• Although laser weapons would need safeties for the same reason conventional firearms have them.
    • The same applies to Stan in an episode of Lexx.
  • In an episode of Battlestar Galactica Reimagined, Centurions have boarded the ship. Billy is about to help a Marine flank two that are fighting Lee, Jammer and two other Marines... but not before Dualla reminds him to remove the safety. Note that the safety was on in the first place because Dee told him to use it before putting the gun in his pants.
  • Castle: The murderer is cornered by Beckett while holding Castle hostage at gunpoint. After uncovering the murderer's motive, Castle knocks him down and wrests the gun from him. Beckett tells him he could have been killed, and Castle replies that the safety was on the whole time.

Beckett: Y'know, you could've told me.
Castle: Where's the fun in that?

  • Used in The Sarah Connor Chronicles season two episode "The Good Wound". Reese points this out to someone holding a gun on him, and it distracts them long enough for him to draw his own (although not long enough for him to shoot).
  • Subverted on Lost: while playing inside woman in a bank robbery, Kate pretends not to know the safety is on, and then how to take it off. Another variant is Rousseau removing the firing pin from Robert's rifle, which has the bonus of letting her find out if he was really going to shoot her (he was.)
  • In the second episode of The Walking Dead, Andrea threatens to shoot Rick for bringing a hoarde of "walkers" to their location. Later, he advises her to take the safety off next time, and even gives her a quick lesson in handling a gun.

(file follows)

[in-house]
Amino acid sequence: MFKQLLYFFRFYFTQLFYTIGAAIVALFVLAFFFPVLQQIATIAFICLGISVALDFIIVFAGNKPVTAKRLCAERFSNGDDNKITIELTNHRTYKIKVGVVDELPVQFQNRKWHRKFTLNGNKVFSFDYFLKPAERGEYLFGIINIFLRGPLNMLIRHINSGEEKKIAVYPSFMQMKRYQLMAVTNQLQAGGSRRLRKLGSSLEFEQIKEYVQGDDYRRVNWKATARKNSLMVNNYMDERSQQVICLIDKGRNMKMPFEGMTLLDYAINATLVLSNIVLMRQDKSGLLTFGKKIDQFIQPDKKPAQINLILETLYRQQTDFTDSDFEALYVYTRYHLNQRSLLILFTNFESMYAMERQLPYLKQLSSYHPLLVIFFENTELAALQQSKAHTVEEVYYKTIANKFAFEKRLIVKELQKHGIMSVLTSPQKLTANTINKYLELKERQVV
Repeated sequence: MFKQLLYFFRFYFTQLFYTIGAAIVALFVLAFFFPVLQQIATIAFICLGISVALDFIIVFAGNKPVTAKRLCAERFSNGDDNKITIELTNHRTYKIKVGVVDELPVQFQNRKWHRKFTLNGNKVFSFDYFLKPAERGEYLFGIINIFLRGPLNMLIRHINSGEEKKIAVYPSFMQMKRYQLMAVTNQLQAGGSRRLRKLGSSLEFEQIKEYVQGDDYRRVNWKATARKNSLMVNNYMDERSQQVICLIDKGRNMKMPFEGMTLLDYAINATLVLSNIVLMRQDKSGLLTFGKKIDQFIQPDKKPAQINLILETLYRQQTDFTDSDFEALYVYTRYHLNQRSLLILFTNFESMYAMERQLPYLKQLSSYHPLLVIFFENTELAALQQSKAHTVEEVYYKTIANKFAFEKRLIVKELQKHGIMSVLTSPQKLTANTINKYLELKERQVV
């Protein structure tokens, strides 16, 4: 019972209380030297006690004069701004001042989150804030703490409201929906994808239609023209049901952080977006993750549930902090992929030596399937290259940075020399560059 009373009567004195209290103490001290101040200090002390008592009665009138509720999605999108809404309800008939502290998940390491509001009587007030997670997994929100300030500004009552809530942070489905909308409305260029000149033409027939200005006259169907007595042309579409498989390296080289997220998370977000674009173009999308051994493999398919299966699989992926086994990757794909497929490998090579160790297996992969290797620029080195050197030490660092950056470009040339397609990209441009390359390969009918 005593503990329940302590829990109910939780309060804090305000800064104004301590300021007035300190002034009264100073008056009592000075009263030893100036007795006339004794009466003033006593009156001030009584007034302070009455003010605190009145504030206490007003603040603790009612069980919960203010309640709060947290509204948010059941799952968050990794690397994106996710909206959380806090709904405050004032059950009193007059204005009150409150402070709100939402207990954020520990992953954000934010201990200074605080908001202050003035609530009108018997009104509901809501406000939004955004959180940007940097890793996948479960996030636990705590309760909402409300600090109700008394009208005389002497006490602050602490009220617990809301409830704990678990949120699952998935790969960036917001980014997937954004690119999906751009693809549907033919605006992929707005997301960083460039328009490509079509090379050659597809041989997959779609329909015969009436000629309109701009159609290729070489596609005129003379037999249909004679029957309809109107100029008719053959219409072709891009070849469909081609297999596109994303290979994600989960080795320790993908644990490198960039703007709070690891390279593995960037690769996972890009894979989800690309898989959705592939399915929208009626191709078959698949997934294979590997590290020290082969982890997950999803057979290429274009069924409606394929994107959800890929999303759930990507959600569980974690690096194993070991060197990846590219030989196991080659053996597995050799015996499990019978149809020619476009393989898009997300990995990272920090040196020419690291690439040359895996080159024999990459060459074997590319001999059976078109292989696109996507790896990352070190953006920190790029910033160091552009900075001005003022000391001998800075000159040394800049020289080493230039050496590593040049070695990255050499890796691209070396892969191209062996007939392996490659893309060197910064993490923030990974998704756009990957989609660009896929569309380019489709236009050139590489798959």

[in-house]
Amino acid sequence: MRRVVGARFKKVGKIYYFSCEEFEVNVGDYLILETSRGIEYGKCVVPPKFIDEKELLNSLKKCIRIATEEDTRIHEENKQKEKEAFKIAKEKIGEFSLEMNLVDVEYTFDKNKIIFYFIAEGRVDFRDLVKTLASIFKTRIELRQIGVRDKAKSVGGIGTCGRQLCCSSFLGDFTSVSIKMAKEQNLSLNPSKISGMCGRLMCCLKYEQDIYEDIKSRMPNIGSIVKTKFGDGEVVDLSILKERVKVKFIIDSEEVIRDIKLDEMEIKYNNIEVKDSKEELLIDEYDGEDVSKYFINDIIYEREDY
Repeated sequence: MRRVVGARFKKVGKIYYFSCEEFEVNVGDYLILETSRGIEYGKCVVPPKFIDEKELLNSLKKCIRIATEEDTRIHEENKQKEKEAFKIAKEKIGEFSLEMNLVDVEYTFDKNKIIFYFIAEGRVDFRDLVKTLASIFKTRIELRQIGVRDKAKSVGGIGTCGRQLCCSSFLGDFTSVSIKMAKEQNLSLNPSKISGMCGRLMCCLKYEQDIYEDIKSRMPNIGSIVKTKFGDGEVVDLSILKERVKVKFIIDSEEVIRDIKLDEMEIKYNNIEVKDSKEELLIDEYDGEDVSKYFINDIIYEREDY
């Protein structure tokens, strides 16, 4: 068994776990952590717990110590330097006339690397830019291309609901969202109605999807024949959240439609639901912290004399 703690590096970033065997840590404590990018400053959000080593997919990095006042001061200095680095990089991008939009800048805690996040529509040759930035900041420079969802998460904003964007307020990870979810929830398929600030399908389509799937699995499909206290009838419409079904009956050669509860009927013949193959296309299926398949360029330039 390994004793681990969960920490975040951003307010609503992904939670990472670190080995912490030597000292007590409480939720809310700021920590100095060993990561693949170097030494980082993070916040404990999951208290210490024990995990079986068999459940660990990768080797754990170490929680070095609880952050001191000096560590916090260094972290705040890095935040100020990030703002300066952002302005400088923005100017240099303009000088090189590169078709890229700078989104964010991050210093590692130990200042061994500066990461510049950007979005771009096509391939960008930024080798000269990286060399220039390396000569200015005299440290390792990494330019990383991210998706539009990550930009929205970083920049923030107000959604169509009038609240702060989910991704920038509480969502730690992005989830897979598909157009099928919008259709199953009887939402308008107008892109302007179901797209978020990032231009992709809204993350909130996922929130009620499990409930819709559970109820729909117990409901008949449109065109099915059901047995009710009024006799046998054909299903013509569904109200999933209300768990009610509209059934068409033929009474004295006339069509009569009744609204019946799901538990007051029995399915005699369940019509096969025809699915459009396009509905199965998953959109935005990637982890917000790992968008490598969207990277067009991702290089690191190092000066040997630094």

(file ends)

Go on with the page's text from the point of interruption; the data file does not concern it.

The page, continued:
• An interesting subversion happens in an episode of 21 Jump Street. Hanson, posing a student, is being threatened by another student (named Ronnie) with a gun. He is saying things such as, "you could end up dead". The gun is cocked and incredibly close to Hanson's face. After the student is satisfied and begins walking away, the following exchange takes place:

Hanson: The safety's on the left, man. You ought to take it off if you want to threaten somebody.
Ronnie: The safety don't work, man. Never did.

  • Happens in an episode of Quantum Leap. Sam is being held hostage by a woman he's been charged to protect (although, the person he's leaped into is really in cahoots with the bad guy, and the woman has just found out). Subverted in that it is Al who tells Sam that the safety is on. Since he is a hologram and the woman can't see him, he can examine the gun closely and at length. Also, the woman checks by actually trying to fire the gun, which doesn't work, and then throws the gun at Sam. Which is strange when you think about it because that basically meant she gave a man who she thinks wants to kill her a loaded gun.
  • A variation happened in one episode of Adam-12. Malloy chases a guy armed with a shotgun over a hill, only to find the shotgun leveled at him. Then the guy gives up. Turned out he left the safety on and pulled the trigger so hard it broke.
  • The reason Stella wasn't shot by Frankie in CSI: NY 'All Access'. Frankie didn't know enough about guns to take the safety off.


Video Games

  • Played straight twice in the Metal Gear Solid series; in 1 when Snake meets Meryl he tells her she doesn't have what it takes to shoot him, ending with "You haven't even taken the safety off, rookie." [1]
    • Which does not really make sense, as assault rifles aside from an AK-47 variant have the selector switch located where it can be deactivated in no time, thus allowing a soldier to carry it on safe yet still take a snap shot.
    • In 4, he snatches Johnny Sasaki's gun away after almost exactly the same lines after the less experienced soldier visually inspects his XM8. Since the XM8 was designed to evoke muscle memory from years of training with the M16 family, and it's almost impossible to pass even rudimentary military training without being able to tell the safety's position by feel, this succeeds in making Johnny look like an absolute moron.